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Gotta Dance Makes All The Right Moves    
The world-premiere engagement tells an inspiring story and delivers a powerful message
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  WHEN the headline in a newspaper want ad screams “Seeking Seniors Over Sixty,” it’s likely to get its share of attention. But if you read further, you'll find the real eye-opener: “The New Jersey Cougars organization is putting together a dance squad to perform at halftime of all regular season NBA games. Applicants MUST BE OVER SIXTY!”
   Gotta Dance, the pre-Broadway musical inspired by the real-life creation of the NBA’s New Jersey Nets’ senior dance squad, is a joyous, high-spirited presentation that captures the highs and lows of such an ambitious undertaking. Playing at the Bank of America Theatre through January 17, there’s something here for everybody––young and old––as the life lessons are inescapable.   
   The story surrounds 10 “amazing, brave, crazy-ass dancers” who survived auditions and are preparing for their first halftime performance in front of 20,000 screaming––and likely judgmental––fans. The group––at one time referred to as the “Nifty Shades of Grey”––shares an intense love for dance and are more familiar with swing, ballroom and anything Arthur Murray, but they get a real jolt when they are told they will be performing to hip-hop, something that’s totally foreign to each of them (except one).
   While the five energetic (read: young) instructors prepare the squad for their big day, the personalities of each cast member evolves, bringing to the forefront some unexpected characterizations. The collection of talent is impressive, including Andre De Shields, a multiple Tony Award-nominee, who is the only man in the group, portraying a widower and lithe swing dancer who despises hip-hop; Stefanie Powers of TV’s Hart to Hart and The Girl from U.N.C.L.E. is a self-involved, bitter divorcée; noted singer-dancer Nancy Ticotin, who’s in a hot affair with her 25-year-old salsa partner; and Tony Award- and Emmy Award-winner Lillias White, who, while learning the dance routines, monitors the ongoing relationship between a married man and her granddaughter, who is one of the dance instructors. But it’s Georgia Engel who is the crowd favorite. Known for her memorable stints on The Mary Tyler Moore Show and Everybody Loves Raymond, the soft-spoken, Emmy-nominated actress is the most unlikely to embrace hip-hop. Thanks, though, to her alter ego, Dorothy/Dottie, she is a walking book when it comes to Tupac, Biggie Smalls and Run DMC, and she sets the hip-hop record straight about the Sugar Hill Gang and Grandmaster Flash.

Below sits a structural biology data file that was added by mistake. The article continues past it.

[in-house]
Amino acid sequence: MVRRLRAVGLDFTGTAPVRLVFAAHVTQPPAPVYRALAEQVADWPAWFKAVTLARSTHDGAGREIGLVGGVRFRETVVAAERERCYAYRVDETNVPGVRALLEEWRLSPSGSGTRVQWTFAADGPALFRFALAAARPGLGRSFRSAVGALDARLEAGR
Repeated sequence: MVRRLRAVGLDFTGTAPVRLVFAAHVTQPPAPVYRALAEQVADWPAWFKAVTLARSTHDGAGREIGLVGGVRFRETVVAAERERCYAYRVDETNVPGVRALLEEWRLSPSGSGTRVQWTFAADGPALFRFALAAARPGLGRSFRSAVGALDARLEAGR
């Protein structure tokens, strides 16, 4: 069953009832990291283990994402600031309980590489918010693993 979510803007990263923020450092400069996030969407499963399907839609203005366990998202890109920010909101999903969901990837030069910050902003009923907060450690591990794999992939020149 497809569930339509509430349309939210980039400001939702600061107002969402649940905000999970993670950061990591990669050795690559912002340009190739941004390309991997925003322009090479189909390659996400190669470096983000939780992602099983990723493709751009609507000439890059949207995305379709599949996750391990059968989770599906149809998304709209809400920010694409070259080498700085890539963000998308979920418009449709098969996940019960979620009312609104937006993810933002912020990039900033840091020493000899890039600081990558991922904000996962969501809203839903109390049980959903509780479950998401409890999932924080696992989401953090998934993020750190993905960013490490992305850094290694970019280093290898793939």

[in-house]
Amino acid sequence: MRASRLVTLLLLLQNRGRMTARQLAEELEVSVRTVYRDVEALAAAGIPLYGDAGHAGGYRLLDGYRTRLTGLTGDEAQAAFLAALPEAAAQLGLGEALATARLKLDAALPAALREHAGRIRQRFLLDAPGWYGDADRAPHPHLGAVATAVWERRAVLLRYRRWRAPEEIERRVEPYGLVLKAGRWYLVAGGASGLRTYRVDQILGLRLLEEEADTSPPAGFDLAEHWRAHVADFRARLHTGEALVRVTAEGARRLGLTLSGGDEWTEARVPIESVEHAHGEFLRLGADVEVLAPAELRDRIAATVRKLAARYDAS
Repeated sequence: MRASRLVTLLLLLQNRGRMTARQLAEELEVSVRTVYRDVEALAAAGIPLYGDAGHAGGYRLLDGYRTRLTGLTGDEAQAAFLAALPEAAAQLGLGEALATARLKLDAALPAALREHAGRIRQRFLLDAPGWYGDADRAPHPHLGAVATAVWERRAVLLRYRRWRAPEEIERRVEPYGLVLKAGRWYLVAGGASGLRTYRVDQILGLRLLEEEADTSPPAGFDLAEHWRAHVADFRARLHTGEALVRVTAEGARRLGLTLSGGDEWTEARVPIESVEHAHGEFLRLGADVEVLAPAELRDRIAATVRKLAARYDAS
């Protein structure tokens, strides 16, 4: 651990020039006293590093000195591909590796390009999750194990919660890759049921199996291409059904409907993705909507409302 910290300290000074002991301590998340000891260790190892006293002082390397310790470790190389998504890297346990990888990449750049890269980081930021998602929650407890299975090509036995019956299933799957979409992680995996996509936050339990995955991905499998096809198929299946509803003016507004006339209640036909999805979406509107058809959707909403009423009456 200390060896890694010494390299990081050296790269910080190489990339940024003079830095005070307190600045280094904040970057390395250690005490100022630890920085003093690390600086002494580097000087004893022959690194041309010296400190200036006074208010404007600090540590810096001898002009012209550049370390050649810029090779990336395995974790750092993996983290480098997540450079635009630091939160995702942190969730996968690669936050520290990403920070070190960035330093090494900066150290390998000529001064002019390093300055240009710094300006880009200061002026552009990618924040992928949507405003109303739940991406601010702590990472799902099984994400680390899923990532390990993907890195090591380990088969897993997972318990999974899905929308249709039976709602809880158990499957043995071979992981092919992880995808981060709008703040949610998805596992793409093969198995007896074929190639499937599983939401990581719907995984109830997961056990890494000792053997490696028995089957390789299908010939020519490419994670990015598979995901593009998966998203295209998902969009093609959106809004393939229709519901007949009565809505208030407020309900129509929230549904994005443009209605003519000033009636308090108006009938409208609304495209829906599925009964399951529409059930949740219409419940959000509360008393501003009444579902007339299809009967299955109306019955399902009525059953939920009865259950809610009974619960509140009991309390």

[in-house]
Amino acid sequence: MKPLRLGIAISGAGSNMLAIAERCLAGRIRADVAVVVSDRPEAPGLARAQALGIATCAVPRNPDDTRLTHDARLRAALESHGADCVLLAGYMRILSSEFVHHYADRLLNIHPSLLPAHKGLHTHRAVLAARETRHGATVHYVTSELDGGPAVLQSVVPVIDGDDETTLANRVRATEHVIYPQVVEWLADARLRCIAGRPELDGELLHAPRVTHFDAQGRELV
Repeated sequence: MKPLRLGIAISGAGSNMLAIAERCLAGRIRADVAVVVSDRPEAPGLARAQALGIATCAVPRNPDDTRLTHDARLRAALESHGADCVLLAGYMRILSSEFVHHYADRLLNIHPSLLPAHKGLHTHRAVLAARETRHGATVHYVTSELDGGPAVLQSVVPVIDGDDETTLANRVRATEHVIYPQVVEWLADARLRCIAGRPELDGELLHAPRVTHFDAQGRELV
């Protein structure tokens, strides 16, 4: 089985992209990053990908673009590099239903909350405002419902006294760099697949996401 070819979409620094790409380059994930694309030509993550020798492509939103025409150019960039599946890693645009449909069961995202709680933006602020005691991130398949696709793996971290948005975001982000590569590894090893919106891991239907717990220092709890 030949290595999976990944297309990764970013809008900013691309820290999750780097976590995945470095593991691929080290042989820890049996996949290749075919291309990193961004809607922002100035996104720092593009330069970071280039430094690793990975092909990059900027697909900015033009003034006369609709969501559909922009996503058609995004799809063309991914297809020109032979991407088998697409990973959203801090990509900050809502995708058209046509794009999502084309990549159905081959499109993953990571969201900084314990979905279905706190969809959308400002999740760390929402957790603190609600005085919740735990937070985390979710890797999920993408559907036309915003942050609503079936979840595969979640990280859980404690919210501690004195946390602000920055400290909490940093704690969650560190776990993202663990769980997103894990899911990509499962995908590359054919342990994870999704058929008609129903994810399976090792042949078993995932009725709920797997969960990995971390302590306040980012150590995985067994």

​“On my bucket list was to do a Broadway musical . . . an original Broadway musical. I've done a lot of revivals in the West End in England, and I've performed on Broadway, but I've never done an original role in a musical. So all of that was attractive to me. "
                                                                                       –– Stefanie Powers
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​   Gotta Dance, which is likely to hit Broadway this fall, benefits from the many talents of director and choreographer Jerry Mitchell, whose previous Broadway works include Tony Award-winner Kinky Boots and Gloria Estefan’s life story On Your Feet. Those productions left their marks on Broadway, and––based on initial reviews––Gotta Dance is likely to do so as well. “Gotta Dance is a metaphor for everything in life. Whatever it is you got to do in your life, there’s only one way to do it, and that is to do it,” says two-time Tony Award-winner Mitchell (Kinky Boots and La Cage aux Folles). “It’s about celebrating life, about getting up and joining in as opposed to sitting on the side. Gotta Dance is about saying ‘I can,’ and that’s inspiring.”
   The musical––with a book by Bob Martin and Chad Beguelin, music by Matthew Sklar and lyrics by Nell Benjamin––is fast-paced and the laughs keep coming, but there are moments when it goes straight for the heart, most notably when two characters reveal how circumstances––due to death in one case and Alzheimer’s in the other––painfully robbed them of passionate, loving relationships too soon. 
   For the most part, though, Gotta Dance is an all-out romp, but it weaves in the message that, even in an ageist world, age alone never should determine someone’s boundaries. As Mitchell says: “Age is mind over matter––if you don’t mind, it don’t matter!”
–– Walter Leavy
Tickets for GOTTA DANCE at the Bank of America Theatre are on sale at various locations. Group tickets for 10 or more are available by calling Broadway In Chicago Group Sales at (312) 977-1710. Tickets are available at all Broadway In Chicago box offices (24 W. Randolph Street, 151 W. Randolph Street, 18 W. Monroe Street and 175 E. Chestnut), the Broadway In Chicago Ticket Line at (800) 775-2000, all Ticketmaster retail locations and online at www.BroadwayInChicago.com. 
The senior dance group and their instructors go through a practice session in preparation for the group's halftime performance at an NBA game.
Nancy Ticotin and Stefanie Powers play characters who bring sass and selfishness, respectively.
Members of the original, real-life dance group attended the Chicago world premiere, including (left to right) Claire Gaines, Peggy Byrne, Betsy Walkup, Joe "B" Bianco, Edie Ollwerther and Deanna Schwartz. The cast (below) takes a bow during the curtain call on opening night.